- Train in a medical residency or internship program
- Are on active duty in the National Guard
- Have monthly student loan payments equal to 20% or more of gross monthly income (Perkins loans are eligible)
- Qualify for teacher loan forgiveness
- Live in an area impacted by a federally declared natural disaster
Private Student Loan Forbearance
You might have private student loans if you borrowed for college with a private lender while in school, or if you refinanced your student debt. In both cases, your loans are not held or guaranteed by the federal government. So these private lenders don’t have to follow federal guidelines about when, why, or even if they offer student loan forbearance.
If you’re seeking student loan forbearance, contact your private student loan servicer to discuss your student loan repayment options. Ask if they offer student loan forbearance or other forms of relief to borrowers.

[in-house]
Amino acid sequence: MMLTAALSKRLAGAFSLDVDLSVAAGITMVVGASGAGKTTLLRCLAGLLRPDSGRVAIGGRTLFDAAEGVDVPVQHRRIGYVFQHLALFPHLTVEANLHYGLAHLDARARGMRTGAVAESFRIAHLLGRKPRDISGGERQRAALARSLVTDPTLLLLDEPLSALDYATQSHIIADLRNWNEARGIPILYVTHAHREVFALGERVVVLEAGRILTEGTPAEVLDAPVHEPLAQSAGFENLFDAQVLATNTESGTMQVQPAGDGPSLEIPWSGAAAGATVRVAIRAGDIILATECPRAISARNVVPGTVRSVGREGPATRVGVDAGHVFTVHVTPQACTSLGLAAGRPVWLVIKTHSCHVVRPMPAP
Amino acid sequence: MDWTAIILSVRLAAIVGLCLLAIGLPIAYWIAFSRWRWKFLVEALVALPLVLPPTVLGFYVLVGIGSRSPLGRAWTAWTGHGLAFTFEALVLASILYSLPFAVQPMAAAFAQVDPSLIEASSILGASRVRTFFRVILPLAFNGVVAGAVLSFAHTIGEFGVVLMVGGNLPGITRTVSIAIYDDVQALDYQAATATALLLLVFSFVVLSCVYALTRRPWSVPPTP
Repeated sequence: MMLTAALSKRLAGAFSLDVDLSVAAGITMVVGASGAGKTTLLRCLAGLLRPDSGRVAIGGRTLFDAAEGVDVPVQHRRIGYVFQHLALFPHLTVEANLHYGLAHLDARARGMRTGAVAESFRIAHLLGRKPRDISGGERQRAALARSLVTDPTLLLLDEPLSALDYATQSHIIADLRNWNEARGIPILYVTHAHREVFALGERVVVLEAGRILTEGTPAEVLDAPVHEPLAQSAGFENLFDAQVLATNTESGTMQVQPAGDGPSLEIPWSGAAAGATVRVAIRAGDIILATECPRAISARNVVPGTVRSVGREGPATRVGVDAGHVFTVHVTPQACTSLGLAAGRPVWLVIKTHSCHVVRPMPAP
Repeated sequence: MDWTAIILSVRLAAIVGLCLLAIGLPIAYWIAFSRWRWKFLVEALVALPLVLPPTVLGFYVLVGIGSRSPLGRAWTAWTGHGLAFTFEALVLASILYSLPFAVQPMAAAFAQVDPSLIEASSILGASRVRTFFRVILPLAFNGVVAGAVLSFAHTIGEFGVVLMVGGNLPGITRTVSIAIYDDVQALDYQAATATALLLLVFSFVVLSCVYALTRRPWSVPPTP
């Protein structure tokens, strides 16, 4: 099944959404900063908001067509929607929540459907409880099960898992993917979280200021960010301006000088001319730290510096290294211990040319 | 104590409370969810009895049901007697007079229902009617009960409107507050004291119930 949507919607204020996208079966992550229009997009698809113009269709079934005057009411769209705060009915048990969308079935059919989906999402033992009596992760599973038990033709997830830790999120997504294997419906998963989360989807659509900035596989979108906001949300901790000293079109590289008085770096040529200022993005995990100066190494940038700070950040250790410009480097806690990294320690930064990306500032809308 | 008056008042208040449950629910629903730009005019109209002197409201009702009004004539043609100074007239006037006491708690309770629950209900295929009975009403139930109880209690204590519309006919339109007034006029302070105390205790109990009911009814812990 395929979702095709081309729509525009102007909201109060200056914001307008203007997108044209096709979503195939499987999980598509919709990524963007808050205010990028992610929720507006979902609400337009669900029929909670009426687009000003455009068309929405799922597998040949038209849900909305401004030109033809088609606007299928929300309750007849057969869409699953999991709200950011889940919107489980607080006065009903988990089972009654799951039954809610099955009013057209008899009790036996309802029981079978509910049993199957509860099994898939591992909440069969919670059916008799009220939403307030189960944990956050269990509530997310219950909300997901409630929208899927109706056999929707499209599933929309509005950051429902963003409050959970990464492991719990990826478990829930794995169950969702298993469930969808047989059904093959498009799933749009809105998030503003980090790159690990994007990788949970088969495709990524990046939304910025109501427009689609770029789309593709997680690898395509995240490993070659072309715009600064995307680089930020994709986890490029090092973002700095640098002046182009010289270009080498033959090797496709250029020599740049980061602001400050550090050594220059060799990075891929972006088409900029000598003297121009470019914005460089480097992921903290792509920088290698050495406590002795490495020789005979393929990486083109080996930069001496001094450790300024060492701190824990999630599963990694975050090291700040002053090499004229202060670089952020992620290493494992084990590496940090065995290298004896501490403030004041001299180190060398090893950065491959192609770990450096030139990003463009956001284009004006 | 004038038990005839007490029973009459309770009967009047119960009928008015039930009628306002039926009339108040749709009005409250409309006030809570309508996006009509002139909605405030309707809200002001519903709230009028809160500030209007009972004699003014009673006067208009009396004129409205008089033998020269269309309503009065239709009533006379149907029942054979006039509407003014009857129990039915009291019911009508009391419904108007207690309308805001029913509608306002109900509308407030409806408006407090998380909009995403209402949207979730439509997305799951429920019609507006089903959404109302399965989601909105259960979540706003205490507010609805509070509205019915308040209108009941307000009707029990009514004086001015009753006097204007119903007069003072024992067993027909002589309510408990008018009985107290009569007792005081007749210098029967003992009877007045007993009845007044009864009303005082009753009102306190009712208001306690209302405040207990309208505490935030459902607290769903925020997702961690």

How Long Does Forbearance Last?
The duration of student loan forbearance depends on many of the same factors as your eligibility for forbearance.
You can typically get federal student loan forbearance for up to 12 consecutive months. A cumulative limit of three years applies to general student loan forbearance. There is no cumulative limit for a mandatory forbearance, however. If your first 12-month forbearance expires and you’re still eligible for a mandatory forbearance, you can simply re-apply for another period of forbearance.
Lenders that offer private student loan forbearance will also typically place limits on how long you can use this option to pause payments. Sallie Mae, for example, grants forbearance for three months at a time, for up to 12 months total. Check with your lender to see how long it can grant forbearance, including any limits.
How Do You Put Student Loans in Forbearance?
If you’re seeking federal student loan forbearance, reach out to your servicer for details on how to apply for it. They can help you find the proper forms you’ll need to complete to request a forbearance. You can also find forms to request forbearance on the Federal Student Aid website’s page on forbearance.